It is never that easy. The first time, we took a number and waited. Others took their numbers and wandered off down the street for coffee; even the man in wicket 5, the one that was dealing with NIFs that day. Finally our number came up, but the kind gentleman, who had just returned from lunch, regretfully informed us that the system was down. He was kind enough to hear our problem and replied in a combination of Portuguese and English. My wife, who was from the Azores which as I was to find out later “Is not a part of Portugal”, did her best but her Portuguese clearly wasn’t adequate.

He talked and he listened along with the woman at the next wicket and offered condolences with a shrug. The system was down and he was so powerless that he seemed to deflate in front of us.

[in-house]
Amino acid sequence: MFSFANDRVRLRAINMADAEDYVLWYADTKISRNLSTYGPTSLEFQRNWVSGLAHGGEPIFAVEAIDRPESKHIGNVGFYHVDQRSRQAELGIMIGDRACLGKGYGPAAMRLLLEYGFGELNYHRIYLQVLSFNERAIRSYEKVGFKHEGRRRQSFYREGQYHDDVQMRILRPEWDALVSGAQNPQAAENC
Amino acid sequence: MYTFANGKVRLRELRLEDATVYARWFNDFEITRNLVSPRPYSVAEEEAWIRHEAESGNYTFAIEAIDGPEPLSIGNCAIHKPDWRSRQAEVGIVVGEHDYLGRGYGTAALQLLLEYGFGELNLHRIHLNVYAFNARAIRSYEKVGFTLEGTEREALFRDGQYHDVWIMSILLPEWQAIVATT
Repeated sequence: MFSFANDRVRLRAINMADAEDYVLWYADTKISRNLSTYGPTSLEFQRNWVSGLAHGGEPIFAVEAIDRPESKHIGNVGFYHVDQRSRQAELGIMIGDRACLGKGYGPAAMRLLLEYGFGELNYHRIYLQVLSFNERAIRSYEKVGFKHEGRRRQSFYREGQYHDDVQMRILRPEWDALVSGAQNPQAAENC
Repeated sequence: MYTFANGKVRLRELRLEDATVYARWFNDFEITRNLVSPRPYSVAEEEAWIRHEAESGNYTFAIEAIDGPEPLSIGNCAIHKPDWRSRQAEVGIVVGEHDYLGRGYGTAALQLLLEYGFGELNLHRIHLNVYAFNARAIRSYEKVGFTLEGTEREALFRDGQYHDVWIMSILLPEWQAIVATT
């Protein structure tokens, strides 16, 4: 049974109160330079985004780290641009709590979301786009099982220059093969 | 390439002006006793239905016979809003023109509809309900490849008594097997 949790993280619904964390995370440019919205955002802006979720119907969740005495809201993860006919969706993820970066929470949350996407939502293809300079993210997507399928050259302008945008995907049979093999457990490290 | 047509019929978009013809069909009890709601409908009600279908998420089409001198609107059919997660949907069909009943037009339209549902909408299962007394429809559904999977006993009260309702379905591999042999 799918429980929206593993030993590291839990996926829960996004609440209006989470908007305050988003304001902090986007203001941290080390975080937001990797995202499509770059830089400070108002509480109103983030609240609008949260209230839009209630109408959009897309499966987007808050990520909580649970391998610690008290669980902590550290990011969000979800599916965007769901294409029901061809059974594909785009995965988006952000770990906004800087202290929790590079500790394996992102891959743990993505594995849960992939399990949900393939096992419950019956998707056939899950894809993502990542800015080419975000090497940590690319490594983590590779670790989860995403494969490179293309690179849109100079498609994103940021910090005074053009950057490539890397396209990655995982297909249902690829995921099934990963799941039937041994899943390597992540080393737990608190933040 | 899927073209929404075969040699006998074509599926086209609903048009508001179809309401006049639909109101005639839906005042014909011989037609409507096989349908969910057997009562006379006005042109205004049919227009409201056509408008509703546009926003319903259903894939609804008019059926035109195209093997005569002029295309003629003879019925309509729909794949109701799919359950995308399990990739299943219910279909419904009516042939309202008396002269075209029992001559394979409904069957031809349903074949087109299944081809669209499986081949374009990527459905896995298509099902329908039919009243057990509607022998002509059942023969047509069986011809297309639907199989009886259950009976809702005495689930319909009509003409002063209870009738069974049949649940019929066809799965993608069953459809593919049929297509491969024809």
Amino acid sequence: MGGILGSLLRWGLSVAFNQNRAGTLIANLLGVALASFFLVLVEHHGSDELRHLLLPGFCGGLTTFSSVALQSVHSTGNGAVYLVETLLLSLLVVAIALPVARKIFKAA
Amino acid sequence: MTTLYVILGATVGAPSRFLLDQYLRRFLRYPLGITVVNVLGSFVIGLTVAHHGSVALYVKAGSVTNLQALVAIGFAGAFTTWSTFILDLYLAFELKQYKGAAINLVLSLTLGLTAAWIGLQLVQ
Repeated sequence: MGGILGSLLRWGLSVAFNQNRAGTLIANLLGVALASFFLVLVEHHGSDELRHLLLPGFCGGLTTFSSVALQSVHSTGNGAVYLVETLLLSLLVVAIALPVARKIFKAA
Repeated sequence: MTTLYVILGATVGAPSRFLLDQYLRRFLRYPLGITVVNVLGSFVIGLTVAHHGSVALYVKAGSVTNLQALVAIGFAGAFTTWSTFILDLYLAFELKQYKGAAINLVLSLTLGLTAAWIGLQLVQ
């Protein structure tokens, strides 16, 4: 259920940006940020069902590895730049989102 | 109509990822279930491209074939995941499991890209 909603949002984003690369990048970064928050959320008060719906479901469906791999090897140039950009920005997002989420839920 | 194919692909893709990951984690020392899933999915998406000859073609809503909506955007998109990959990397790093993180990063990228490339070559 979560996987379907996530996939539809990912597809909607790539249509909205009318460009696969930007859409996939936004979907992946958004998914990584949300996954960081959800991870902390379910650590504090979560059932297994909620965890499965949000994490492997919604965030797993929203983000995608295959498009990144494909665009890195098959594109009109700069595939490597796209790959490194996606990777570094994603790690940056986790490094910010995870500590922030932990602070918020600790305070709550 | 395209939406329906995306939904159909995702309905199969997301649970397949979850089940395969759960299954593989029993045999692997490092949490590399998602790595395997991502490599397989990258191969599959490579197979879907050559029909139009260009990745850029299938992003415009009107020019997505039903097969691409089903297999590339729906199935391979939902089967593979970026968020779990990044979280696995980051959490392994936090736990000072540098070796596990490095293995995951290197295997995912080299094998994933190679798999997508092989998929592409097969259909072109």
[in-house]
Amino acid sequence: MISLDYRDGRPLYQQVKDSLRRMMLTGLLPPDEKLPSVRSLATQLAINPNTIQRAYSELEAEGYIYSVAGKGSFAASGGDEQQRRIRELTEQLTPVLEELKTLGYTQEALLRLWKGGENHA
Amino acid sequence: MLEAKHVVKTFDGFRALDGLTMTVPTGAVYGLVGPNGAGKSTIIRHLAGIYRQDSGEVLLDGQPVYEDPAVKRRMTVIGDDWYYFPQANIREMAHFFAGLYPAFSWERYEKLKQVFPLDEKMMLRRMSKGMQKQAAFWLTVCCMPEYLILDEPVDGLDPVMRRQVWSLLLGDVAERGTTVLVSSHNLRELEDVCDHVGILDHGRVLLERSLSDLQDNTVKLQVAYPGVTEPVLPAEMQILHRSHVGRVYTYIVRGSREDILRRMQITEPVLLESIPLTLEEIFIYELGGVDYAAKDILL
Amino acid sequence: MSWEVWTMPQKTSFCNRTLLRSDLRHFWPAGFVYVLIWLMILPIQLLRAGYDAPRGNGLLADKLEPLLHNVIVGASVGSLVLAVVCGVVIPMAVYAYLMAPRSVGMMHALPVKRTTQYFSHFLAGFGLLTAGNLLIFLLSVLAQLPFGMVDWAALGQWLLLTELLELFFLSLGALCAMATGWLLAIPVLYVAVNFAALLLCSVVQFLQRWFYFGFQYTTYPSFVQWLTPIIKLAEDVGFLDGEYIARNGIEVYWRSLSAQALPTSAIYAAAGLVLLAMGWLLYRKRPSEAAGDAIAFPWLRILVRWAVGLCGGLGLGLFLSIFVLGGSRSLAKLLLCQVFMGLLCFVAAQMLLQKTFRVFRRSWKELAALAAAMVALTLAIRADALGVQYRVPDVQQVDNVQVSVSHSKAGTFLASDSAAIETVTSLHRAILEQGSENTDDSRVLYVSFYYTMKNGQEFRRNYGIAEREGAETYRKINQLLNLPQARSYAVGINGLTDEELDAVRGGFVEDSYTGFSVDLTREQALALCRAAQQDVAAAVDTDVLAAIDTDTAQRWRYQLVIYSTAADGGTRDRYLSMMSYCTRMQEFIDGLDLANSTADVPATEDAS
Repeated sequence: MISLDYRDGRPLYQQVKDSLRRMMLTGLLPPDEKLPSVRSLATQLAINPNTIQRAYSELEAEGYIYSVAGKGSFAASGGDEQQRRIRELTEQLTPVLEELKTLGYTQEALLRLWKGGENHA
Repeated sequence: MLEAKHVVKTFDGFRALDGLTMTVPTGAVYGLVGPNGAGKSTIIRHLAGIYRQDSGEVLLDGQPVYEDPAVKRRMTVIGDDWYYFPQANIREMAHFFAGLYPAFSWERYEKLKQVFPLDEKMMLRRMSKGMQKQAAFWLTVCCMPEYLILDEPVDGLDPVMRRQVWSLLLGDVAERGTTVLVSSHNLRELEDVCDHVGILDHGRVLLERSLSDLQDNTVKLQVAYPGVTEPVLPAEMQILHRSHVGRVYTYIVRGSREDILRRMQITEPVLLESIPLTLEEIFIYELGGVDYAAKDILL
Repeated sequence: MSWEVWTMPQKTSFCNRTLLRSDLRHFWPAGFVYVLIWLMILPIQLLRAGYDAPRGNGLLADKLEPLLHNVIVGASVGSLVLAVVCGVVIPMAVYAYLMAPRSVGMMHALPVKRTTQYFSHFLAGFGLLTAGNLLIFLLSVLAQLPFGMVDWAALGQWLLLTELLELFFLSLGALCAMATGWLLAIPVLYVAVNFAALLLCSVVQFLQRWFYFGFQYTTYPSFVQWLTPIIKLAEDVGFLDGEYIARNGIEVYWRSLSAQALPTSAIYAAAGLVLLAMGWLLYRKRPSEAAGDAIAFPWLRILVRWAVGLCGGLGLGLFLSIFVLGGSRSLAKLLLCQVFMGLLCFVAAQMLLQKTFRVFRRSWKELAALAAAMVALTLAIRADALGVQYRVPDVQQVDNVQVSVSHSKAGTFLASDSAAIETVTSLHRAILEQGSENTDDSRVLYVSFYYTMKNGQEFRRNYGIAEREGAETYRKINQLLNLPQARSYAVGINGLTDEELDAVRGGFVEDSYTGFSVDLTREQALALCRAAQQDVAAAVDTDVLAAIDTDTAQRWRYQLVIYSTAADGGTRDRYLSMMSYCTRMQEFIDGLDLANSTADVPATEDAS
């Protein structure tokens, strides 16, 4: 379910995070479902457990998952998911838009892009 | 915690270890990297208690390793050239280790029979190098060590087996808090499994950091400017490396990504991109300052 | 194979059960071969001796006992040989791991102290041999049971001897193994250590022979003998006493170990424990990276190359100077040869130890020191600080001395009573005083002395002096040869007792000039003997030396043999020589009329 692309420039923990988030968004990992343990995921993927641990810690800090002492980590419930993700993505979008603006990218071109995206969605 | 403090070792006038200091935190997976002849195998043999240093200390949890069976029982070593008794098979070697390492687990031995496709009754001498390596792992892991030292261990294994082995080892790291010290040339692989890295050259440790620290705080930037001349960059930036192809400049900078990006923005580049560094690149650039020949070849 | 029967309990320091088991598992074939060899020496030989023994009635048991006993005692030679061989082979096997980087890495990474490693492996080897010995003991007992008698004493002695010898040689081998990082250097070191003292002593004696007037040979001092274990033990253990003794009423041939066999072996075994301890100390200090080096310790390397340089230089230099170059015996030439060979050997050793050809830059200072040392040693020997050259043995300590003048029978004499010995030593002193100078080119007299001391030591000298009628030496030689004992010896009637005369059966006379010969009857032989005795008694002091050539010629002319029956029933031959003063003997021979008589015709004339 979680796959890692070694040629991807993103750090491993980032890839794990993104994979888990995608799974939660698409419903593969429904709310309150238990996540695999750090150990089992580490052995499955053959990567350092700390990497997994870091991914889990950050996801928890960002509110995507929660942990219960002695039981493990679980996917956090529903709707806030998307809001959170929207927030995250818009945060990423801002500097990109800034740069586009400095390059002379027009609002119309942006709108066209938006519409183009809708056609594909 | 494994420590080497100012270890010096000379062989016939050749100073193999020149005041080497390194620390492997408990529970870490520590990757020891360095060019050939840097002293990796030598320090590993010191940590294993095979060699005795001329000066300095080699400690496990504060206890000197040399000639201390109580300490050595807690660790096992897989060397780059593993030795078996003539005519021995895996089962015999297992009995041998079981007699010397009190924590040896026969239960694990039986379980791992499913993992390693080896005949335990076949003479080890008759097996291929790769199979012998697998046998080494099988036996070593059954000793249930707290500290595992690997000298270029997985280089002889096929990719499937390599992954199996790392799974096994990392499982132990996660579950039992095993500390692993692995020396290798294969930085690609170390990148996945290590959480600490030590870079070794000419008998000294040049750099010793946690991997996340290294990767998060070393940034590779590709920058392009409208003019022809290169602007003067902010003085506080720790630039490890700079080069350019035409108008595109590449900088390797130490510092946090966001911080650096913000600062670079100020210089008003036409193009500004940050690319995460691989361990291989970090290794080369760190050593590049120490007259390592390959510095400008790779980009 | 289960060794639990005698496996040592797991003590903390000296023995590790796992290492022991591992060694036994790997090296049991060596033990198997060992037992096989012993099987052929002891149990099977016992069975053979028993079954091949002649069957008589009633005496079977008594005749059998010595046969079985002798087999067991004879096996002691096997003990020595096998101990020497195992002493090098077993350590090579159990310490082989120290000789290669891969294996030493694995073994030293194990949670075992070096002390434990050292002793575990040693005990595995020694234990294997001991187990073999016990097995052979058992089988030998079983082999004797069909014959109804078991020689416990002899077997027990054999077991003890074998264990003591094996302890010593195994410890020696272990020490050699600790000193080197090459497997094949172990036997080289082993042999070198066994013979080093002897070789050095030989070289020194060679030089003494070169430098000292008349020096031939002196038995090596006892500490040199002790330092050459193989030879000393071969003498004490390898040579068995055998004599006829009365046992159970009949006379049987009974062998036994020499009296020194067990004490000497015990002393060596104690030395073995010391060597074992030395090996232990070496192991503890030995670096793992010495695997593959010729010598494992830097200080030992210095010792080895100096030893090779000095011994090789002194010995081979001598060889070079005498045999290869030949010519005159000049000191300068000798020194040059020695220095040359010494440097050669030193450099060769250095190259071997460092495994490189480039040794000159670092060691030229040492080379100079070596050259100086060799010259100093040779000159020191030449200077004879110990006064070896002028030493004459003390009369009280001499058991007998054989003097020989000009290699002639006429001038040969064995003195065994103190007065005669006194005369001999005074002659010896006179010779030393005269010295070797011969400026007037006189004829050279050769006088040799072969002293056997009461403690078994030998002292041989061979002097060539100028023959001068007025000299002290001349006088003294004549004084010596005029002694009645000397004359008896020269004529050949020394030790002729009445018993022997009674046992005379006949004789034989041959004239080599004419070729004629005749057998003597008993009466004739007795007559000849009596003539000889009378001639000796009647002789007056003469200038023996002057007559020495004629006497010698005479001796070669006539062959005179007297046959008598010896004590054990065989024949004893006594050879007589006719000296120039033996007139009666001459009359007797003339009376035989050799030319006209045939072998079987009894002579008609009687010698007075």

My wife went alone on the second day and the system was back up but the deflated gentleman was not dealing with NIFs. The hard faced woman in wicket 3 was; the one that wore D&G glasses. My wife explained her situation with nodding approval from the woman in wicket 4 who had heard it all before. Ms. D&G insisted that my wife was in the wrong place and suggested she go to Immigration. (Later, we concluded that it must have been the language issue.)

Anyway, undeterred, my wife produced her national identity card—the one she had painstakingly secured before leaving Toronto—splendid proof of identity despite the awful mugshot. Except for one tiny detail; there was nothing in the little box labelled Número de Indentificação Fiscal. They could not issue that in Canada but everything else looked good.
Looking a little piqued, I have been assured, Ms. D&G held the card in her long bony fingers like it was a specimen of something catching.

“You have to give it to her now,” the woman in wicket 4 joined in.
“Very well,” Ms. D&G reluctantly agreed and began to tap her way into the system. “What parish were you born in?”